A MAN who has been making his neighbours' lives a misery with anti-social behaviour and shouting has been handed a criminal behaviour order.

Lee Moorhouse, of North Street in Sandycroft, appeared at Wrexham Magistrates Court on Monday.

The 49-year-old admitted three instances of failing to comply with a community protection notice (CPN); each of which was committed in his road in February.

Prosecutor Justin Espie told the court the victims are the defendant's neighbours, who have been repeatedly reporting nuisance and annoyance caused by Moorhouse.

READ MORE: Abusive bully threatened girlfriend with 'shotgun' and attacked her with blade

Some 30 complaints have been made about him since June 2022, resulting in multiple warnings from North Wales Police.

As a consequence, he was made subject to the CPN on January 26.

It required him to refrain from shouting or behaving in an antisocial manner which is likely to cause his neighbours harassment, to play his music and tv at an acceptable level and to engage with substance misuse services.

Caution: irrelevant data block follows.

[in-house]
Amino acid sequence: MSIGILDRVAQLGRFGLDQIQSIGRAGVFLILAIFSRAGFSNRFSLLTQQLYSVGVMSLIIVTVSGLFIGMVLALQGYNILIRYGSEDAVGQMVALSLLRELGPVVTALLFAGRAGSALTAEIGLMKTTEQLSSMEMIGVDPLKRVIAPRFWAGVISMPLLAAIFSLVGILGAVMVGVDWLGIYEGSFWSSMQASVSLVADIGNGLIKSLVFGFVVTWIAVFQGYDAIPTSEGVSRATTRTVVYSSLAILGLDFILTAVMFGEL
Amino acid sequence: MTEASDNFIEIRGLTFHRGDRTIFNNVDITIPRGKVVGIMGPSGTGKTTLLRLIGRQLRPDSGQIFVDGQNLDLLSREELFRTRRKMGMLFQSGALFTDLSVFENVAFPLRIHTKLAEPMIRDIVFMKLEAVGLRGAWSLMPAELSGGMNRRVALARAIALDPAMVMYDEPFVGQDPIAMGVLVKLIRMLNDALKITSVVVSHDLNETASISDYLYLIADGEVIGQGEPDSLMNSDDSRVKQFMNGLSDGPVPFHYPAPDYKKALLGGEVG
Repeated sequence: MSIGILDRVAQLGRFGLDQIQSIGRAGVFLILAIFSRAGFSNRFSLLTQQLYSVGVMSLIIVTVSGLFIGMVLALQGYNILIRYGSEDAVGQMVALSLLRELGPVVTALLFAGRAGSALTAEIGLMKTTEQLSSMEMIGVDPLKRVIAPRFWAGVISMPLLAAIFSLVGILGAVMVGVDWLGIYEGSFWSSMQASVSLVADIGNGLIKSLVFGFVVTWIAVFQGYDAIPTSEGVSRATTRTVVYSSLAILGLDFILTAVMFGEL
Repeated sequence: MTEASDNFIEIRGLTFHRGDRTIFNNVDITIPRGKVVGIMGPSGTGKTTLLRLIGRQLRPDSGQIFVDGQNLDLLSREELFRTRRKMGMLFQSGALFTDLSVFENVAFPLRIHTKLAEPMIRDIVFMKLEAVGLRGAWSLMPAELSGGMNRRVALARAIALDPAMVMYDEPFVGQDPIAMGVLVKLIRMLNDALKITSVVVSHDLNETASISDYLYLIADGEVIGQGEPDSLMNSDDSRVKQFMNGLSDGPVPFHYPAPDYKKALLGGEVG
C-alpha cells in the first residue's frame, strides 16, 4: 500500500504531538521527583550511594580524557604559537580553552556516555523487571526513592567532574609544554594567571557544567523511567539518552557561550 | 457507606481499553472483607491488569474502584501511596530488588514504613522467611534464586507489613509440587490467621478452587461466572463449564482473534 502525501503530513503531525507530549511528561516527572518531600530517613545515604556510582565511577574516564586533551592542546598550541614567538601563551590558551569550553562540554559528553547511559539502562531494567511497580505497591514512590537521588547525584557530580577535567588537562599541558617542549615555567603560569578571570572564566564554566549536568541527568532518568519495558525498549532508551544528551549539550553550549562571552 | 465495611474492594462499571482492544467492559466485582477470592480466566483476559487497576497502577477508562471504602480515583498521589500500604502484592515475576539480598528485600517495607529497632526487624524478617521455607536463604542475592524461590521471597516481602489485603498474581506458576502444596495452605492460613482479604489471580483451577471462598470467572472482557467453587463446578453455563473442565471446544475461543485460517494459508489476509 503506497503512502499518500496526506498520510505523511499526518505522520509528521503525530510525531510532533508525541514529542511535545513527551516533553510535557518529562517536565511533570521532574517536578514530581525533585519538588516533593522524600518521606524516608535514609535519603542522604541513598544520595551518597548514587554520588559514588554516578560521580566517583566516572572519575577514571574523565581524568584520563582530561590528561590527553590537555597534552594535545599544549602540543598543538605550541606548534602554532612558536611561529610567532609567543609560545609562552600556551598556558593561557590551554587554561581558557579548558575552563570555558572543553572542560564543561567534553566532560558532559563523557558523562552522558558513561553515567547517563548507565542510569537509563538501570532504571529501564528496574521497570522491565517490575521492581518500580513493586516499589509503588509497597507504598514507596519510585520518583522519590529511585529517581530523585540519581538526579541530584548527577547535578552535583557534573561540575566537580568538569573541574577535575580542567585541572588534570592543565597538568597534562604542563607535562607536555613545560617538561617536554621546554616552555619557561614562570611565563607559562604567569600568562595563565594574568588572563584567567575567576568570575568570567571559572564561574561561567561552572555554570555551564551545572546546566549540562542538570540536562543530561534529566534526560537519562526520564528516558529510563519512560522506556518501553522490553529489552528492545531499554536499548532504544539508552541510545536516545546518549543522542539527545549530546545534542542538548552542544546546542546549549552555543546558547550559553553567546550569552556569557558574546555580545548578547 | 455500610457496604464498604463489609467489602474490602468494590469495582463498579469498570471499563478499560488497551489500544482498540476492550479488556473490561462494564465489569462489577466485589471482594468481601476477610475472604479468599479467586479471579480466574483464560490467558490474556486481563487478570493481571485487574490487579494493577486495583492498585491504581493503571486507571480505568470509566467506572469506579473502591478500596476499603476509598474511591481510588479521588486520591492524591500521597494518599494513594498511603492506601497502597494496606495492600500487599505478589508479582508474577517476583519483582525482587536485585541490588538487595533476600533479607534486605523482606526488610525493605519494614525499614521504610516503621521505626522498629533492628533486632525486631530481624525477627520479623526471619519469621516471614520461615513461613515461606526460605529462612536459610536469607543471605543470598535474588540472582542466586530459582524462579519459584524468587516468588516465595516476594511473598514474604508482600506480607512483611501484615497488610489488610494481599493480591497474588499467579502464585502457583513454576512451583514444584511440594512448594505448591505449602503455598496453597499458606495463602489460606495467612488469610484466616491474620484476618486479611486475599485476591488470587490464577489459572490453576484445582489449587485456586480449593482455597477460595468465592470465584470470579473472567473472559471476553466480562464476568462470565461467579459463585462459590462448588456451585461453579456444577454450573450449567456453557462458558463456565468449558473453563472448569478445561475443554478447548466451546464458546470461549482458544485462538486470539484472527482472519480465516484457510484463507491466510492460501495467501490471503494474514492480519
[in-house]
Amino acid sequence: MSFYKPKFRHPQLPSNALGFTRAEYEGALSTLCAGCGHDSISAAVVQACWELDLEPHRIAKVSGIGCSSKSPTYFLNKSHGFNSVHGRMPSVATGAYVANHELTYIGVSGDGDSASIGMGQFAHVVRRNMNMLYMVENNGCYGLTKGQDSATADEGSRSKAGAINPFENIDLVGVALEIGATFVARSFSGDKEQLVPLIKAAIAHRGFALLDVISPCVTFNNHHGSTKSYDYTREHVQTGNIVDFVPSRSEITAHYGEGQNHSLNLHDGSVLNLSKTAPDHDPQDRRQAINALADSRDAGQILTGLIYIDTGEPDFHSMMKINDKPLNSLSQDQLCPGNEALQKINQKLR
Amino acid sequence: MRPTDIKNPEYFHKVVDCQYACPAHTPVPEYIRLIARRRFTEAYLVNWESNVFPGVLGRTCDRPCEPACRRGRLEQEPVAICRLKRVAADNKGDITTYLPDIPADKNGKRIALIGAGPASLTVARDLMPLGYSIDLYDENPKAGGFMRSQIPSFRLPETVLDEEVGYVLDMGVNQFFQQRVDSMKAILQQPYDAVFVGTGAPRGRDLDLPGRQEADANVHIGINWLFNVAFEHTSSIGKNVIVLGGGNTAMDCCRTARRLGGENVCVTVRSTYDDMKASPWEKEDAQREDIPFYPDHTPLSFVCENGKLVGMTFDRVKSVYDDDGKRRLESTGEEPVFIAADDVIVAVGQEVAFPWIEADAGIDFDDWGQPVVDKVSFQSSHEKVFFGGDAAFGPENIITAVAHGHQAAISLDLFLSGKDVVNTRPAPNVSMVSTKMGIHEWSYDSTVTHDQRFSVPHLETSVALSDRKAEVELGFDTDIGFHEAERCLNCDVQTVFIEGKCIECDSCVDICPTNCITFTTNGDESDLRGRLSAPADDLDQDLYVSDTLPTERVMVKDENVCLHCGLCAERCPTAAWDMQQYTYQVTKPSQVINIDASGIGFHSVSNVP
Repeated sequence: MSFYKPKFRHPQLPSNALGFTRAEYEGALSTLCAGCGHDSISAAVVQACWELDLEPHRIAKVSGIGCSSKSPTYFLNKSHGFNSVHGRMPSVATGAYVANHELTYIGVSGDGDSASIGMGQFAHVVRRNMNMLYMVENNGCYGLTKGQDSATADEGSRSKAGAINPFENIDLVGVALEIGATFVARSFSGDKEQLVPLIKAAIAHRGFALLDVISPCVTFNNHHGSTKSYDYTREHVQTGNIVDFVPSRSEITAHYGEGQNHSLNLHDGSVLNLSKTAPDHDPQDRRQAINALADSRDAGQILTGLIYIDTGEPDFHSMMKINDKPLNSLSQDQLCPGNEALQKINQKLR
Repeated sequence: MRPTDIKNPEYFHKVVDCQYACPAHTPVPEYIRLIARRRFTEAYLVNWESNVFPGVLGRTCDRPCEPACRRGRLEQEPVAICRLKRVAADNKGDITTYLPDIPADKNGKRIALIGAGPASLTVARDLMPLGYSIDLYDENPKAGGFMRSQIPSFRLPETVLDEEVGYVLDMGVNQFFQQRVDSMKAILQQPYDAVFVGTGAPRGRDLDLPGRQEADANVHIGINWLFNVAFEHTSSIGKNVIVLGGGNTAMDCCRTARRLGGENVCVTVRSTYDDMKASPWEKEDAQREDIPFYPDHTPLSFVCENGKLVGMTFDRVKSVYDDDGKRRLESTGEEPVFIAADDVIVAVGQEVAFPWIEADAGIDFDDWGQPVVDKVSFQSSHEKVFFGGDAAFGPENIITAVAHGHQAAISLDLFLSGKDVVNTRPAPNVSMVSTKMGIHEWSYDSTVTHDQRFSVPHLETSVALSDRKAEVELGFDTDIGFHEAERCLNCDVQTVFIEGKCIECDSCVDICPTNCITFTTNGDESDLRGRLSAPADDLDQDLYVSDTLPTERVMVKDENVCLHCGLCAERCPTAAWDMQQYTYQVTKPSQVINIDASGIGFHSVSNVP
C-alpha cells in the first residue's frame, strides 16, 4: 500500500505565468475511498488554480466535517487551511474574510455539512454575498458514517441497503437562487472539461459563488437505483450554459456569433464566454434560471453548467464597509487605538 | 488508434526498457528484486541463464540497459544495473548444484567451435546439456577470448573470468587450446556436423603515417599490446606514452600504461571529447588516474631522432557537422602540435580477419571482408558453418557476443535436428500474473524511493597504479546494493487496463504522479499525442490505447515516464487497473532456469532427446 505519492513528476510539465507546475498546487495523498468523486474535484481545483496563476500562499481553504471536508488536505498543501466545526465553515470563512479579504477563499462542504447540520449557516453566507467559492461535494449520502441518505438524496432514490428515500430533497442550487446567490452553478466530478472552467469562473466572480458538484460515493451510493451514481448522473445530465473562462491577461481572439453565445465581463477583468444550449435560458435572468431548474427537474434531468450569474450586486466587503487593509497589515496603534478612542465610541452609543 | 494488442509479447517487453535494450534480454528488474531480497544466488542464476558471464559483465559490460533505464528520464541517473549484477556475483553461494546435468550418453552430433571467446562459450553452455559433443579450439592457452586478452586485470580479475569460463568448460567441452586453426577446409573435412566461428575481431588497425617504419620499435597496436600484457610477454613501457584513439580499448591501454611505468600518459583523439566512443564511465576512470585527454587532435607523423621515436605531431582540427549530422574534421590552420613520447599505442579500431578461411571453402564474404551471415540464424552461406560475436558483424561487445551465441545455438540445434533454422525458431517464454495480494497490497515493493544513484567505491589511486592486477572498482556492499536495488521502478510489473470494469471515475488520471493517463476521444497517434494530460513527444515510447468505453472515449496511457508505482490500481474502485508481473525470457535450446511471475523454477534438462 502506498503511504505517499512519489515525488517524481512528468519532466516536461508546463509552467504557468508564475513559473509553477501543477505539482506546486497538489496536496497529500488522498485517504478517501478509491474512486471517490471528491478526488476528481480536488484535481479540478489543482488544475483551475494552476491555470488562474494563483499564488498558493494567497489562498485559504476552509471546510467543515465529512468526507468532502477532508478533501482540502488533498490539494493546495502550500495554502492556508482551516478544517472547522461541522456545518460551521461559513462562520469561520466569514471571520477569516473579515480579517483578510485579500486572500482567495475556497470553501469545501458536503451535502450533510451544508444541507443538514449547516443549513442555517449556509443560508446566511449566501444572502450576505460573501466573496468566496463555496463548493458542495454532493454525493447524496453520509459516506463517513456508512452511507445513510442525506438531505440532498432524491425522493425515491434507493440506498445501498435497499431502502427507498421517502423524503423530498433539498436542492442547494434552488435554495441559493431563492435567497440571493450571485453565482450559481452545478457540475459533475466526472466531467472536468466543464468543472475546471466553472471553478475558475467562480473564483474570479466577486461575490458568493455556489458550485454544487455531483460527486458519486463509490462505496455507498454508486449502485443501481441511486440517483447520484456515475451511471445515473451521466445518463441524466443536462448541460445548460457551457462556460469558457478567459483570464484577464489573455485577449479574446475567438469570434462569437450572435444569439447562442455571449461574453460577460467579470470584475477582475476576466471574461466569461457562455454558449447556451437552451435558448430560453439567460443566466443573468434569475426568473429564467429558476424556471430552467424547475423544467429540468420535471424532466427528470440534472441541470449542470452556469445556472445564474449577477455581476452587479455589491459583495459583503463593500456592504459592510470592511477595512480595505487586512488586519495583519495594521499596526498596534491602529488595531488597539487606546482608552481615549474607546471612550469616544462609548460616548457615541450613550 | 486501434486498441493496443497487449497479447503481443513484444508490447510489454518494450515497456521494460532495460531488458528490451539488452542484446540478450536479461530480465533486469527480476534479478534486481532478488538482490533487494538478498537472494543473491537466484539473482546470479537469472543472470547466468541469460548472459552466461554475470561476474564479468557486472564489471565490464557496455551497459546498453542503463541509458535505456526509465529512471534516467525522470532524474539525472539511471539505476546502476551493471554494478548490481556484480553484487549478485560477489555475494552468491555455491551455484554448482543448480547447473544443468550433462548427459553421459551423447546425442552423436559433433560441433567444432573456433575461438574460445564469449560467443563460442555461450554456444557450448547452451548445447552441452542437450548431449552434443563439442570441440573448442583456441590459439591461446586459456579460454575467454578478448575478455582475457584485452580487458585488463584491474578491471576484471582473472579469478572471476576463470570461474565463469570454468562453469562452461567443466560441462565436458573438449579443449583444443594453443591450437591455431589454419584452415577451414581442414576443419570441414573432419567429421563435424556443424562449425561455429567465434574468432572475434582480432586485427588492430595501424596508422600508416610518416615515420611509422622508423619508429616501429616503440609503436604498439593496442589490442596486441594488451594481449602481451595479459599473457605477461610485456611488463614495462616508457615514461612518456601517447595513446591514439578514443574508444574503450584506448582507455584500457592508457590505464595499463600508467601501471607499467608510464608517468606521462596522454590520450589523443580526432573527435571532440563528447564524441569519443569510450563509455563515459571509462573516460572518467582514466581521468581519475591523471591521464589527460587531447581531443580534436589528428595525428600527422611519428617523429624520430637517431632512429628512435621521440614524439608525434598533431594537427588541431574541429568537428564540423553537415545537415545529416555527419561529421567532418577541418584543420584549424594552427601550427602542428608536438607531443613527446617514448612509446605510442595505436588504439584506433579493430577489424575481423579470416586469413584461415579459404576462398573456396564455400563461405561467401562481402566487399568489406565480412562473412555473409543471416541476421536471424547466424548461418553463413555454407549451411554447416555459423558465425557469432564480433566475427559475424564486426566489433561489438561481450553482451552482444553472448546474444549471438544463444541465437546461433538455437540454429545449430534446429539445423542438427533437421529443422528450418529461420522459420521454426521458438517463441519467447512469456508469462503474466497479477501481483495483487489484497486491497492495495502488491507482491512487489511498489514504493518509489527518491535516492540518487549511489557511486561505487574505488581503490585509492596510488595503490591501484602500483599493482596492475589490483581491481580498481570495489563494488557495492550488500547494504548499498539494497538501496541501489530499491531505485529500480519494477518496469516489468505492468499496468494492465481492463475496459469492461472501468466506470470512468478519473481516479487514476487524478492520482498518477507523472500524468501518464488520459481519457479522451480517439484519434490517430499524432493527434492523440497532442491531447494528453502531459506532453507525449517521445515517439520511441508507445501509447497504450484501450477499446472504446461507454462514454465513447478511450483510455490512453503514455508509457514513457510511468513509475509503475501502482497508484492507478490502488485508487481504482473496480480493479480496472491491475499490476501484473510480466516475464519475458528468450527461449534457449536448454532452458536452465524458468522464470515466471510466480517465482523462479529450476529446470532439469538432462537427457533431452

Mr Espie told the magistrates the requirements for a criminal behaviour order had been made out and invited them to make one in the same terms as the CPN.

Lorraine McClure, defending, said: "He suffers significantly with his mental health - it's a form of psychosis he struggles with most.

"He tells me he hears voices and his state of reality is never quite clear for him.

"When he feels he's hearing voices, he thinks it's from his next door neighbours.

"He understands the requirements of the order but he says 'I can't help it - when people shout at me, I have to shout back.'

"He understands he shouldn't but he finds it difficult."

Sally Kemp, Chair of the Magistrates, said to the defendant: "Regarding the application for the criminal behaviour order, we are in agreement with doing that.

Make sure you don't miss the top court stories of the week by signing up to our free court newsletter

The Leader:

"It means there is a lot more at stake for you now - whereas before it wasn't a criminal offence [to breach the order], now it is.

"You must abide by the rules or you'll find yourself back here."

The order was made for two years, on top of which the defendant was fined £80 and ordered to pay a £32 victim surcharge and £170 costs.